Share this post


Link to post
Share on other sites
peterlee

Yin Bao(银宝),transliterate

hope that could helps,

hope to make friends with who speak english ,wo we could learn chinese and english together.

peter lee,from beijing,china.

Share this post


Link to post
Share on other sites
trien27

Yin Bao(银宝),transliterate

hope that could helps,

hope to make friends with who speak english ,wo we could learn chinese and english together.

peter lee,from beijing,china.

You're in the wrong place. Maybe Roddy or someone else can create a new thread called "Chinese names in Vietnamese translation."

Anyhow:

银 / 銀 = Bạc for words, but as a part of personal names, it's Ngân, borrowed from Cantonese.

宝 / 寶 = Bảo [from Mandarin? It's the same spelling as Hanyu Pinyin + Vietnamese accent. Most Vietnamese words are borrowed via Cantonese.]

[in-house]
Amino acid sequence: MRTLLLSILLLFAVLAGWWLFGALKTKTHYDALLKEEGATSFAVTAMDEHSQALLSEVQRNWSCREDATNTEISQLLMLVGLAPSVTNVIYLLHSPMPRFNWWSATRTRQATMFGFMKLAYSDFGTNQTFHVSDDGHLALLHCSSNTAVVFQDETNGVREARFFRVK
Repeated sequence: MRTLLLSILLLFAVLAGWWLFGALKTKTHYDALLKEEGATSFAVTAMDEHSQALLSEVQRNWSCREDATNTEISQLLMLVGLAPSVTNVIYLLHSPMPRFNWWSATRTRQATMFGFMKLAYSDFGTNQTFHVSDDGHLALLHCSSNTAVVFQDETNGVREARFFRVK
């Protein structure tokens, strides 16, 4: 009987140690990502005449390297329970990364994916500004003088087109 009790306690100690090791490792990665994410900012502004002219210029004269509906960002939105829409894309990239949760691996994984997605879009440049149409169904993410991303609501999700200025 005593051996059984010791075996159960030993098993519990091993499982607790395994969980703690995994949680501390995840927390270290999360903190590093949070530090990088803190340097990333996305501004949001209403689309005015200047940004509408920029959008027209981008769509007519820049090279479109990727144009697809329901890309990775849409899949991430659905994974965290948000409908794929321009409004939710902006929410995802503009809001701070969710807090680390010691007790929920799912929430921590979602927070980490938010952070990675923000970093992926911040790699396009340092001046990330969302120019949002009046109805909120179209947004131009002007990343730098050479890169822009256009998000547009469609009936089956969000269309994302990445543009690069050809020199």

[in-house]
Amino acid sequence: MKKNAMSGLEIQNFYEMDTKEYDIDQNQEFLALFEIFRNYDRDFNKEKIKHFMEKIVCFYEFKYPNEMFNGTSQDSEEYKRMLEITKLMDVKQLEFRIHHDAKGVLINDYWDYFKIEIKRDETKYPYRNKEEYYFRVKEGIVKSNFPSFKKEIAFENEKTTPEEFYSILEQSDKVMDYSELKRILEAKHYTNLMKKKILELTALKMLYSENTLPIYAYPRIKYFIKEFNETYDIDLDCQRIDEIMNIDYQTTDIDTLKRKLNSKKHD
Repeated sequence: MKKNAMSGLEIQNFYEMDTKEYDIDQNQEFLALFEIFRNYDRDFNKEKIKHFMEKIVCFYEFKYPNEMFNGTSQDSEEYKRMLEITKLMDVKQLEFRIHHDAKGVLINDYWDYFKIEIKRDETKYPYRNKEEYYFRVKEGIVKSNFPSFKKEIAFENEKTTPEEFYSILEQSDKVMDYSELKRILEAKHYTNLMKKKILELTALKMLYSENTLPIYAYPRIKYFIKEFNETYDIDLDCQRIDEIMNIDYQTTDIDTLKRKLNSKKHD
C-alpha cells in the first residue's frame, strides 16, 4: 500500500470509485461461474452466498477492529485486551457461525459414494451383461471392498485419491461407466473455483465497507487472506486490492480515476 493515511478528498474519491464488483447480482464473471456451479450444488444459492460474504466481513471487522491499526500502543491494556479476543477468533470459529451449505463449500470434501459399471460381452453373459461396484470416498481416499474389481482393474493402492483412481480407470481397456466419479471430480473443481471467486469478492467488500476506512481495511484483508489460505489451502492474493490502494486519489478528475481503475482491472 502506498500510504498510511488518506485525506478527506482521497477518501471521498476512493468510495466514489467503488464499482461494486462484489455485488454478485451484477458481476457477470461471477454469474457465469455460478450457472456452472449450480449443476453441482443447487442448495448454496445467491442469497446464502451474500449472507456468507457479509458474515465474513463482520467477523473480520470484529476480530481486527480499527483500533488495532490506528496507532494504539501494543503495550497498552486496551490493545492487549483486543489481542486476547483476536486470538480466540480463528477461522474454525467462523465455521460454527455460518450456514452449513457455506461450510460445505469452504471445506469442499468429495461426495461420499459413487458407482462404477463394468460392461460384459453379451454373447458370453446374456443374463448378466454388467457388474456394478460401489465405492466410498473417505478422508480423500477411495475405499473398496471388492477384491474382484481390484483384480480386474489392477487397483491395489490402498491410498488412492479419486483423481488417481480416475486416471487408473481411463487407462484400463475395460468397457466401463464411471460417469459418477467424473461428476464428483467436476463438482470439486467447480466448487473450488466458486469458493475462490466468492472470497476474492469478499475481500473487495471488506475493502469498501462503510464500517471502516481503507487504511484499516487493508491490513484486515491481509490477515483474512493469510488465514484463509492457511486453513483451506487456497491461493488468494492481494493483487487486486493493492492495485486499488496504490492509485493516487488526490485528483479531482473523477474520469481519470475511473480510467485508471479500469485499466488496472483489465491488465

Share this post


Link to post
Share on other sites
trien27

what about 涵睿

涵 = Hàm, borrowed from Cantonese.

I believe 睿 if borrowed is a rarely used name in Vietnamese. = Duệ in Vietnamese. I'm not sure if it's borrowed from Cantonese.

Share this post


Link to post
Share on other sites
trien27

Just joking. Normally Vietnamese makes up a character for Vietnamese vocabulary. They tend to be phono-semantic compounds with the phonetic part based on Sino-Vietnamese pronunciation and the semantic part a Chinese character that means approximately what the syllable means.

What you're describing is called Chu Nom or Chu Nho. In either case, neither of those are in use now, unless, people are trying to preserve Chu Nom or Chu Nho.